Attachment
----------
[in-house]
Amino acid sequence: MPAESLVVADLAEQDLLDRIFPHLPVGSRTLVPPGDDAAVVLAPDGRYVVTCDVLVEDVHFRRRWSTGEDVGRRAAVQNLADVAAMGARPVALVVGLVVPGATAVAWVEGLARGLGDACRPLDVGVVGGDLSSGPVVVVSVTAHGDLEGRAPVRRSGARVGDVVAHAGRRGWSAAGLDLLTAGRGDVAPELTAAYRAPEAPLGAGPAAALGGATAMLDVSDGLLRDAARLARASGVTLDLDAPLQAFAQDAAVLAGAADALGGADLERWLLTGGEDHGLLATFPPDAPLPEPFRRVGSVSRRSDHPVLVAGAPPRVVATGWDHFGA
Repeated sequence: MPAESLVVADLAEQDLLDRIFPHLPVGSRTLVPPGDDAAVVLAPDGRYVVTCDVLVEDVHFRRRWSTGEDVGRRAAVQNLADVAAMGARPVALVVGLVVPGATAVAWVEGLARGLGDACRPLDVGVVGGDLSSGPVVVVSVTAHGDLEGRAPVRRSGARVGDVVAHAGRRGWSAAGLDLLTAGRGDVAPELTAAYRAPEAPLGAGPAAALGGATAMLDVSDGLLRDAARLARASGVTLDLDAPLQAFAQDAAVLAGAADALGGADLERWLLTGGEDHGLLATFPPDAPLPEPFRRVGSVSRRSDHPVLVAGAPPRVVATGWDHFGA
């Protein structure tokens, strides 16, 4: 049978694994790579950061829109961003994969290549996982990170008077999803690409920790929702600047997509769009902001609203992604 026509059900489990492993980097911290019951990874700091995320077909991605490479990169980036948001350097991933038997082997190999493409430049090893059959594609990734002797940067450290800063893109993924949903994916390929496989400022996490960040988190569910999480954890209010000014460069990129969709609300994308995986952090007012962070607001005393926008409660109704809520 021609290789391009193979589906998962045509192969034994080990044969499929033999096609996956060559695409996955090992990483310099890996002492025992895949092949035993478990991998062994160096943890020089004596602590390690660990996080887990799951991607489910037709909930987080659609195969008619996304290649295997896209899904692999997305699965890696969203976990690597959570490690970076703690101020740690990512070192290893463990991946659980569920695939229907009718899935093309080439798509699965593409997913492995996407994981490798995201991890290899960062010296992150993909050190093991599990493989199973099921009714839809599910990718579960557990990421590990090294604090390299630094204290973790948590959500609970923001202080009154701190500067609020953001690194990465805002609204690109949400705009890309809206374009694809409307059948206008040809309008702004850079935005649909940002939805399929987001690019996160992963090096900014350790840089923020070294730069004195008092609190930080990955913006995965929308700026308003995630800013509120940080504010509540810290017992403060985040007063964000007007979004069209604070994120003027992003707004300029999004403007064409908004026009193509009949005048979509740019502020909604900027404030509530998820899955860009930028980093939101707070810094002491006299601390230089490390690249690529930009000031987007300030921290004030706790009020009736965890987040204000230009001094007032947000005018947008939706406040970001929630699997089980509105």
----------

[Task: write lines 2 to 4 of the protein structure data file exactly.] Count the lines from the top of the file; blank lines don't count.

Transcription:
Amino acid sequence: MPAESLVVADLAEQDLLDRIFPHLPVGSRTLVPPGDDAAVVLAPDGRYVVTCDVLVEDVHFRRRWSTGEDVGRRAAVQNLADVAAMGARPVALVVGLVVPGATAVAWVEGLARGLGDACRPLDVGVVGGDLSSGPVVVVSVTAHGDLEGRAPVRRSGARVGDVVAHAGRRGWSAAGLDLLTAGRGDVAPELTAAYRAPEAPLGAGPAAALGGATAMLDVSDGLLRDAARLARASGVTLDLDAPLQAFAQDAAVLAGAADALGGADLERWLLTGGEDHGLLATFPPDAPLPEPFRRVGSVSRRSDHPVLVAGAPPRVVATGWDHFGA
Repeated sequence: MPAESLVVADLAEQDLLDRIFPHLPVGSRTLVPPGDDAAVVLAPDGRYVVTCDVLVEDVHFRRRWSTGEDVGRRAAVQNLADVAAMGARPVALVVGLVVPGATAVAWVEGLARGLGDACRPLDVGVVGGDLSSGPVVVVSVTAHGDLEGRAPVRRSGARVGDVVAHAGRRGWSAAGLDLLTAGRGDVAPELTAAYRAPEAPLGAGPAAALGGATAMLDVSDGLLRDAARLARASGVTLDLDAPLQAFAQDAAVLAGAADALGGADLERWLLTGGEDHGLLATFPPDAPLPEPFRRVGSVSRRSDHPVLVAGAPPRVVATGWDHFGA
């Protein structure tokens, strides 16, 4: 049978694994790579950061829109961003994969290549996982990170008077999803690409920790929702600047997509769009902001609203992604 026509059900489990492993980097911290019951990874700091995320077909991605490479990169980036948001350097991933038997082997190999493409430049090893059959594609990734002797940067450290800063893109993924949903994916390929496989400022996490960040988190569910999480954890209010000014460069990129969709609300994308995986952090007012962070607001005393926008409660109704809520 021609290789391009193979589906998962045509192969034994080990044969499929033999096609996956060559695409996955090992990483310099890996002492025992895949092949035993478990991998062994160096943890020089004596602590390690660990996080887990799951991607489910037709909930987080659609195969008619996304290649295997896209899904692999997305699965890696969203976990690597959570490690970076703690101020740690990512070192290893463990991946659980569920695939229907009718899935093309080439798509699965593409997913492995996407994981490798995201991890290899960062010296992150993909050190093991599990493989199973099921009714839809599910990718579960557990990421590990090294604090390299630094204290973790948590959500609970923001202080009154701190500067609020953001690194990465805002609204690109949400705009890309809206374009694809409307059948206008040809309008702004850079935005649909940002939805399929987001690019996160992963090096900014350790840089923020070294730069004195008092609190930080990955913006995965929308700026308003995630800013509120940080504010509540810290017992403060985040007063964000007007979004069209604070994120003027992003707004300029999004403007064409908004026009193509009949005048979509740019502020909604900027404030509530998820899955860009930028980093939101707070810094002491006299601390230089490390690249690529930009000031987007300030921290004030706790009020009736965890987040204000230009001094007032947000005018947008939706406040970001929630699997089980509105």